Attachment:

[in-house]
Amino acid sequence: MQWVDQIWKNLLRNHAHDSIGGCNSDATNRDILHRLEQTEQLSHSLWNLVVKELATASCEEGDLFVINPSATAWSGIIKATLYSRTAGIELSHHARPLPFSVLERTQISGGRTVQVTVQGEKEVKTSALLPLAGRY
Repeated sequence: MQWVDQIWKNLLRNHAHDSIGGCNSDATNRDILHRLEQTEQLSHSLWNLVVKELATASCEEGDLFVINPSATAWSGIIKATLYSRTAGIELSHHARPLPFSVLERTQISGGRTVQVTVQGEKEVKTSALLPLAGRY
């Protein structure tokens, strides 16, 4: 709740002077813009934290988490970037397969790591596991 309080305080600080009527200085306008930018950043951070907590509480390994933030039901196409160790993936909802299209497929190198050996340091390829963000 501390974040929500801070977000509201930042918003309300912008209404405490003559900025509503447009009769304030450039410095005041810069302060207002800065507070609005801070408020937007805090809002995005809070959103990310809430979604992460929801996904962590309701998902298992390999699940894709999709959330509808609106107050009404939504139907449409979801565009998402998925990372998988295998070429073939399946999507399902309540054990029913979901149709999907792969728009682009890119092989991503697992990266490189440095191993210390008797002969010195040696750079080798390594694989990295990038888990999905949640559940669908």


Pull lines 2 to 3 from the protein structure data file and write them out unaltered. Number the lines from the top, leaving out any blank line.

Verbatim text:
Amino acid sequence: MQWVDQIWKNLLRNHAHDSIGGCNSDATNRDILHRLEQTEQLSHSLWNLVVKELATASCEEGDLFVINPSATAWSGIIKATLYSRTAGIELSHHARPLPFSVLERTQISGGRTVQVTVQGEKEVKTSALLPLAGRY
Repeated sequence: MQWVDQIWKNLLRNHAHDSIGGCNSDATNRDILHRLEQTEQLSHSLWNLVVKELATASCEEGDLFVINPSATAWSGIIKATLYSRTAGIELSHHARPLPFSVLERTQISGGRTVQVTVQGEKEVKTSALLPLAGRY